Place, indigeneity, and identity in Australia’s Gulf Country

Trigger, David and Martin, Richard J. (2016) Place, indigeneity, and identity in Australia’s Gulf Country. American Anthropologist, 118 4: 824-837. doi:10.1111/aman.12681

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Author Trigger, David
Martin, Richard J.
Title Place, indigeneity, and identity in Australia’s Gulf Country
Journal name American Anthropologist   Check publisher's open access policy
ISSN 0002-7294
Publication date 2016-12-01
Year available 2016
Sub-type Article (original research)
DOI 10.1111/aman.12681
Open Access Status Not yet assessed
Volume 118
Issue 4
Start page 824
End page 837
Total pages 14
Place of publication Malden, MA United States
Publisher Wiley-Blackwell Publishing
Language eng
Abstract Land and location are central to the identities of those known colloquially as Blackfellas and Whitefellas in the Gulf region of northern Australia. Entwined spiritual and material features of “country” are significant in the ways indigenous people experience locations, encompassing intimate connections of persons in place for those with the greatest knowledge of classical cultural traditions. In contrast, for long-term residents descended from settlers, senses of emplaced identity derive from work experiences, confidence in the economic productivity of the land, and an appreciation of its “natural” and aesthetic qualities. However, these distinct relationships with place partially overlap through a shared history of working in the cattle industry. Our analysis of this complex social field addresses the intercultural relations that inform assumptions about belonging and identity following British colonization some 150 years ago. The challenge is to apprehend parallel yet highly differentiated understandings of the same landscape amid contestation over inherited indigenous connections with the land and the counterpoint of Whitefellas’ established residence over multiple generations and attachment to property. Here we argue for the study of identity and place connections in postsettler societies to eschew any exclusive focus on either indigenous or settler histories and ontologies.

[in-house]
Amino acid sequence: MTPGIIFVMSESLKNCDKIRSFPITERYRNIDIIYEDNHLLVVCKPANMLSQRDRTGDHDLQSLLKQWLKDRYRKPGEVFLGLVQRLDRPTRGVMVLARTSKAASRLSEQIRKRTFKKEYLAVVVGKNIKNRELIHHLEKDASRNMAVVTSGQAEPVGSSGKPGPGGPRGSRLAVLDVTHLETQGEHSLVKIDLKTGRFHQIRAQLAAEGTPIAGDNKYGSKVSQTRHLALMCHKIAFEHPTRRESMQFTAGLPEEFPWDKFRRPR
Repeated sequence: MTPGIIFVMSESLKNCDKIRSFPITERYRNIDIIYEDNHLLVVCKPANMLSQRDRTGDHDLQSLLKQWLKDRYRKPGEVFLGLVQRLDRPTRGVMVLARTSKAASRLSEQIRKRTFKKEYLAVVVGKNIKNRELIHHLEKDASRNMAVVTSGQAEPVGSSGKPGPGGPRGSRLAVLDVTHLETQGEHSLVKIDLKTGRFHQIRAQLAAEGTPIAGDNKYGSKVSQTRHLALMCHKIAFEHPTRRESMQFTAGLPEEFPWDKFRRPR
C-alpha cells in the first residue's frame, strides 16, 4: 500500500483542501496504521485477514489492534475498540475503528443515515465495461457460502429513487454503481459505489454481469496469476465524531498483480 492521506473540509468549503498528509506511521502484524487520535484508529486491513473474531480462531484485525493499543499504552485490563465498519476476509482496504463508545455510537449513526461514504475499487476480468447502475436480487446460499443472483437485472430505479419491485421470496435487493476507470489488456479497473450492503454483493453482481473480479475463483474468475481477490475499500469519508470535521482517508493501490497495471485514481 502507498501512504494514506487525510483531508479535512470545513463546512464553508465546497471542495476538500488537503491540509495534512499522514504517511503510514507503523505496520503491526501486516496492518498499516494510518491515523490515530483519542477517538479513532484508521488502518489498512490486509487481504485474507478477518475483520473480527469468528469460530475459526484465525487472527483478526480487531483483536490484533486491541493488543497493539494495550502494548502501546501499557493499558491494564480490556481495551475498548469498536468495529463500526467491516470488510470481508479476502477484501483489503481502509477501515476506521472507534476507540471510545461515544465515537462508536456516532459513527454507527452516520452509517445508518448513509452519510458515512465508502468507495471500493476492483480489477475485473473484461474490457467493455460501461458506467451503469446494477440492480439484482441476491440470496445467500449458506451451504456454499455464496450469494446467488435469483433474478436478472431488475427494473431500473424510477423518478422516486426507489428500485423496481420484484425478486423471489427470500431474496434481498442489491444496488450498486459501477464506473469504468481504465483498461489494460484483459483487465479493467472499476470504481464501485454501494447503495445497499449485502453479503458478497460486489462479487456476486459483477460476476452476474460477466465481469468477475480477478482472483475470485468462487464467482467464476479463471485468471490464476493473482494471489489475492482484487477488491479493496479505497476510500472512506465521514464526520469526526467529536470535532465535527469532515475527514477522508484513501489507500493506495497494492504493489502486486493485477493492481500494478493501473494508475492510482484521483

Keyword Place
Q-Index Code C1
Q-Index Status Provisional Code
Institutional Status UQ

Document type: Journal Article
Sub-type: Article (original research)
Collections: HERDC Pre-Audit
School of Social Science Publications
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Citation counts: TR Web of Science Citation Count  Cited 2 times in Thomson Reuters Web of Science Article | Citations
Scopus Citation Count Cited 2 times in Scopus Article | Citations
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Created: Mon, 05 Dec 2016, 22:07:50 EST by Richard Martin on behalf of School of Social Science